Intercepting GSM traffic


Published on

Published in: Business, Technology
  • Be the first to comment

  • Be the first to like this

No Downloads
Total views
On SlideShare
From Embeds
Number of Embeds
Embeds 0
No embeds

No notes for slide

Intercepting GSM traffic

  1. 1. Intercepting GSM traffic Washington D.C., Feb 2008, Black Hat Briefing Abstract: This talk is about GSM security. We will explain the security, technology and protocols of a GSM network. We will further present a solution to build a GSM scanner for 900 USD. The second part of the talk reveals a practical solution to crack the GSM encryption A5/1. 0. Agenda a. Who we are b. What we do 1. GSM a. GSM Network b. Base Station, Switches and Databases c. Mobile Phone Technology 2. Receiving GSM signals a. Nokia 3310 b. USRP / Gnu Radio c. Others (tsm30, omap) 3. Security in GSM 4. Cracking A5/1 5. Threats & Future 0 – Agenda We are a group of computer security researchers. We engineered a low cost technology using off of the shelf hardware to receive and decipher GSM signals. We are the first to implement a low cost practical attack against the GSM cipher A5/1. Our goal is to raise awareness and to motivate the Mobile Industry to secure the network. 1 – GSM GSM is the world’s largest mobile phone network. It is used by over 2 billion people across more than 212 countries. GSM was designed in 1982 and became live in 1991. A typical GSM network contains Base Stations, a Base Station Concentrator, various databases (MSC, VLR, …), switches and terminals. Various different signal protocols (including SS7) are used to transfer the information between the key elements of the network. The air interface works on 4 main frequency bands. The range of the wireless signal can exceed 35km.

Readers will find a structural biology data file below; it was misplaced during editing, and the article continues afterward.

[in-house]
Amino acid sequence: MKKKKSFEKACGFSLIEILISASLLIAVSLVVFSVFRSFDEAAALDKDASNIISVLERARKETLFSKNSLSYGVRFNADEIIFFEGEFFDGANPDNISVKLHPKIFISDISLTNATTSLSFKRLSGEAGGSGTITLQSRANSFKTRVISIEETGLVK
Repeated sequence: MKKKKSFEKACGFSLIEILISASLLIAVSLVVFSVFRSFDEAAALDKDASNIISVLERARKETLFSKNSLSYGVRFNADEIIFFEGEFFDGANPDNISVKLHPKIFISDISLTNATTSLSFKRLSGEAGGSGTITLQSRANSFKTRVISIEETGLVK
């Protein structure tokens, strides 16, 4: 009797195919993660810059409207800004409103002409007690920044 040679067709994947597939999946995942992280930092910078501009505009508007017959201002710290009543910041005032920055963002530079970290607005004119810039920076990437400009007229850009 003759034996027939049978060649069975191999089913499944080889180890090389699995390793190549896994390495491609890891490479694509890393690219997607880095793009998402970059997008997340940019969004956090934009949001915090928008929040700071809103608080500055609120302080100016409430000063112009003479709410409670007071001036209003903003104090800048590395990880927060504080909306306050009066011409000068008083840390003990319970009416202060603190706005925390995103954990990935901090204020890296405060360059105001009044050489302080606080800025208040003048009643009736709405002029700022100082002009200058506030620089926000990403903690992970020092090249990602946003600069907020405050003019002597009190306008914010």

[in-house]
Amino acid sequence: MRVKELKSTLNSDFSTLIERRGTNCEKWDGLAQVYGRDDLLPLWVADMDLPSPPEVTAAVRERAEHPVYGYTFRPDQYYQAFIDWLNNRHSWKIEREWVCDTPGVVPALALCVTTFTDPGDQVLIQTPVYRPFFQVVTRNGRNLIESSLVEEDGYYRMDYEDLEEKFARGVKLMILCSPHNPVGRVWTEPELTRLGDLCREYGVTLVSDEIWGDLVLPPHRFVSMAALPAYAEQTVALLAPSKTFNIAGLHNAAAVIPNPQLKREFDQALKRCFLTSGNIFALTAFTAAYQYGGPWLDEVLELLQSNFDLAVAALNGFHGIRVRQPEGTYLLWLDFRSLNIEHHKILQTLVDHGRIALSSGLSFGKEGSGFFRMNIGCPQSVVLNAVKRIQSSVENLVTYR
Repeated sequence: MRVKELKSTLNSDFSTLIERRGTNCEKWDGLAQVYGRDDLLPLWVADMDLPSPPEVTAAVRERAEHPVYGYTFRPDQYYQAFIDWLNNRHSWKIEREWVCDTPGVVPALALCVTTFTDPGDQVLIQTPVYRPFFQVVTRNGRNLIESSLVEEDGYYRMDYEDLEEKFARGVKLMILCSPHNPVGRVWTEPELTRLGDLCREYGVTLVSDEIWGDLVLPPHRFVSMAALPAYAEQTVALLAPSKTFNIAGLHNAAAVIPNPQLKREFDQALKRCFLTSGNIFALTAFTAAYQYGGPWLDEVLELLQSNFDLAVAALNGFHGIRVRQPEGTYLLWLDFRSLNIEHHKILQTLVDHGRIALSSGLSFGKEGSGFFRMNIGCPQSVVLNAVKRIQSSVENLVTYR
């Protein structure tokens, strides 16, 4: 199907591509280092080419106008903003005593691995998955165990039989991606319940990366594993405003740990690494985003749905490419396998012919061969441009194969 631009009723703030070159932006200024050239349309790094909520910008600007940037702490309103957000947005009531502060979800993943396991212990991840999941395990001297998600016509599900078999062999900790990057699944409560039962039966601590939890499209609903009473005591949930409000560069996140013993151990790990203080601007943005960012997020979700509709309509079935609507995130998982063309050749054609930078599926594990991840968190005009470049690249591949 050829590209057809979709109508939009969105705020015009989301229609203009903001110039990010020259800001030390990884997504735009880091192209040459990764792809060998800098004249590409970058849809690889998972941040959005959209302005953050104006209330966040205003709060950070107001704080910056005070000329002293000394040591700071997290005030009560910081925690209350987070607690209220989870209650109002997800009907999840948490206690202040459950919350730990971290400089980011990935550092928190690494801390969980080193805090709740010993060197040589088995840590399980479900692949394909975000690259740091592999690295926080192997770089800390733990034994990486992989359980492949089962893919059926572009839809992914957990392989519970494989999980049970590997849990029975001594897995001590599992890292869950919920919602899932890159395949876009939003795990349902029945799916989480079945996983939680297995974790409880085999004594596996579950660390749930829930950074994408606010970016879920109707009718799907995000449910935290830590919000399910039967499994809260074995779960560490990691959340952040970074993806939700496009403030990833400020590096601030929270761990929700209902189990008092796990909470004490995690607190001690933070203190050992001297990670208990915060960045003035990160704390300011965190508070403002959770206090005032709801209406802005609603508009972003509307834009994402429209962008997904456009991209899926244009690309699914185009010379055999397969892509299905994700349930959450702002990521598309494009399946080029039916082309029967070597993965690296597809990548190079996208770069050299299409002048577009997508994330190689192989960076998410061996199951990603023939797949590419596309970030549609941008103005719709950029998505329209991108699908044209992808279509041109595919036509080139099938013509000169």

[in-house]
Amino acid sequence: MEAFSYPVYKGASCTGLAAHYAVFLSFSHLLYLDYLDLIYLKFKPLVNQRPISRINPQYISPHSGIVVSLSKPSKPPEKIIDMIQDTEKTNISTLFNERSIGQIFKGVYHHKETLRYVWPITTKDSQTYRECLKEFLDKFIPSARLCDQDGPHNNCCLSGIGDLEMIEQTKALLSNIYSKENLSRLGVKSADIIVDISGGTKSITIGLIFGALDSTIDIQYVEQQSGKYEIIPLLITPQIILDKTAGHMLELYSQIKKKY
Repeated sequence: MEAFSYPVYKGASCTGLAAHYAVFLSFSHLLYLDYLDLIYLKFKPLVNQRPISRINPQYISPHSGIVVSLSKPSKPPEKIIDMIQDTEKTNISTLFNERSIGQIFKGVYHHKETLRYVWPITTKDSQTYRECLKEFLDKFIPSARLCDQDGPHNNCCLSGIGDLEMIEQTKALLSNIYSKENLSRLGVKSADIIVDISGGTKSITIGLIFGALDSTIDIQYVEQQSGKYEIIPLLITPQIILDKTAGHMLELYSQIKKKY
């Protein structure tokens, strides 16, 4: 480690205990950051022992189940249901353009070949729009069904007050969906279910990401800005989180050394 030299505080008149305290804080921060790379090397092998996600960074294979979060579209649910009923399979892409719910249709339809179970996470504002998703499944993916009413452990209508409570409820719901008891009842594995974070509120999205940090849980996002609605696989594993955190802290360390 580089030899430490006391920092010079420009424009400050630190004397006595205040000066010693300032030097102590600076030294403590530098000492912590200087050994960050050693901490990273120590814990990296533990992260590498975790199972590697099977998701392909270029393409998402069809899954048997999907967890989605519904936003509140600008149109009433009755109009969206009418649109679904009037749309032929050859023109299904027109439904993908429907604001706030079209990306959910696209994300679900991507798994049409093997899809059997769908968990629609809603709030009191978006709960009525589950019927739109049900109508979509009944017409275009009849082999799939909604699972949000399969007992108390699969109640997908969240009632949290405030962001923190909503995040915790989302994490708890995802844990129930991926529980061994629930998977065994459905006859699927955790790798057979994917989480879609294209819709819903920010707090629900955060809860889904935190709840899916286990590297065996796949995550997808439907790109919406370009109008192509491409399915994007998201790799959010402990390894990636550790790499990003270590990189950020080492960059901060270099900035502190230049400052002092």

2. 2. Today’s Mobile Phones (MS) are incredible powerful signal transceivers. They operate on two 32-bit CPU’s at over 350 MHz. 2 – Receiving GSM signals Various Nokia mobile phones have been shipped by accident with maintenance functionality. These phones can be configured from a normal PC to receive any GSM data from the broadcast channel. These phones cost between $1-5 USD and are available on E-bay. Other commercial products like the Sagem trace mobile or Ericsson phones can be used as well. The USRP is a software defined radio and can receive and transmit any kind of data between 0 and 3 GHz. We have developed a software module to receive and decode GSM signals. The USRP costs $750 USD. There exists a wide range of commercial testing and interception equipment from resellers all around the world. Some of these products are tailored for tapping GSM conversations. 3 – Security in GSM Only the air part of a GSM communication is encrypted. The signal is decrypted at the base station and then transmitted in clear text across the network. The encryption on the air part was broken in 1998. The key has been artificially weakened by setting the last 10 bits to 0. On some networks the same session key is reused for multiple conversations. Some algorithms are proprietary and the GSMA denies disclosing them. The indication to the user if encryption is enabled has been removed from the mobile phones. The International Mobile Subscriber Identification (IMSI) is constantly sent in clear text over the air despite ITU recommendation that this should not happen. Location information is broadcasted to everyone. Commercial interception equipment is available on the internet. 4 – Cracking A5/1 When a mobile phone authenticates to the base station, both possess the same symmetric key Ki and use A3/A8 to authenticate and agree upon a session key to use (Kc). Kc is then used with A5 to encrypt frames sent between the two devices. A5 is implemented as a stream cipher where a frame number is generated as an initialization vector (IV) and is used to seed A5. A5 then emits a stream of pseudo-random bytes which is XORed with the plain-text to encrypt it. The frame number and cipher-text are transmitted across and the other side can decrypt the packet by seeding A5 with the same frame number and Kc and XORing it with the cipher-text.